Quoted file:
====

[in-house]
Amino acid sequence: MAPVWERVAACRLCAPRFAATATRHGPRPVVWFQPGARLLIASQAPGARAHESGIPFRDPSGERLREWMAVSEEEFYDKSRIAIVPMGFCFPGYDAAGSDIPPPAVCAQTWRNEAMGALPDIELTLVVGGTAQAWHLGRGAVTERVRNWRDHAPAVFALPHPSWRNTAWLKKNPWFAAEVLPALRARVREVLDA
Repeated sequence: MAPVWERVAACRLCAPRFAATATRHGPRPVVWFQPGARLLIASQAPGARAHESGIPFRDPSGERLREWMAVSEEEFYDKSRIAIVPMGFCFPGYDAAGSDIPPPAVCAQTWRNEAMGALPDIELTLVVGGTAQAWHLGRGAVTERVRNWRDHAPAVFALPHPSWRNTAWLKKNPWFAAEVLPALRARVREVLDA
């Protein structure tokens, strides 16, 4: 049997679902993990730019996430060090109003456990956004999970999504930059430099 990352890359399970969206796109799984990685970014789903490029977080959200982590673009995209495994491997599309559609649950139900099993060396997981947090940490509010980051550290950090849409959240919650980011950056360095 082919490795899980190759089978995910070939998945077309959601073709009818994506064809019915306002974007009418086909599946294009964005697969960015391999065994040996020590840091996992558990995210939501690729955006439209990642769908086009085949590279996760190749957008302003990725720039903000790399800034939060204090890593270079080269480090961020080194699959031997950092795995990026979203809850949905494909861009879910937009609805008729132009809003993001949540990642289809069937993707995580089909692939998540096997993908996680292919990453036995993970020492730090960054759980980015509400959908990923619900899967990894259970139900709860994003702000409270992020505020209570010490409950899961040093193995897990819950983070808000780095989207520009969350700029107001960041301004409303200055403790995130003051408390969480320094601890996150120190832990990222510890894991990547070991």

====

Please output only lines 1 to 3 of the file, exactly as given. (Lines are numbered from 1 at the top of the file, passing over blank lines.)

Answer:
[in-house]
Amino acid sequence: MAPVWERVAACRLCAPRFAATATRHGPRPVVWFQPGARLLIASQAPGARAHESGIPFRDPSGERLREWMAVSEEEFYDKSRIAIVPMGFCFPGYDAAGSDIPPPAVCAQTWRNEAMGALPDIELTLVVGGTAQAWHLGRGAVTERVRNWRDHAPAVFALPHPSWRNTAWLKKNPWFAAEVLPALRARVREVLDA
Repeated sequence: MAPVWERVAACRLCAPRFAATATRHGPRPVVWFQPGARLLIASQAPGARAHESGIPFRDPSGERLREWMAVSEEEFYDKSRIAIVPMGFCFPGYDAAGSDIPPPAVCAQTWRNEAMGALPDIELTLVVGGTAQAWHLGRGAVTERVRNWRDHAPAVFALPHPSWRNTAWLKKNPWFAAEVLPALRARVREVLDA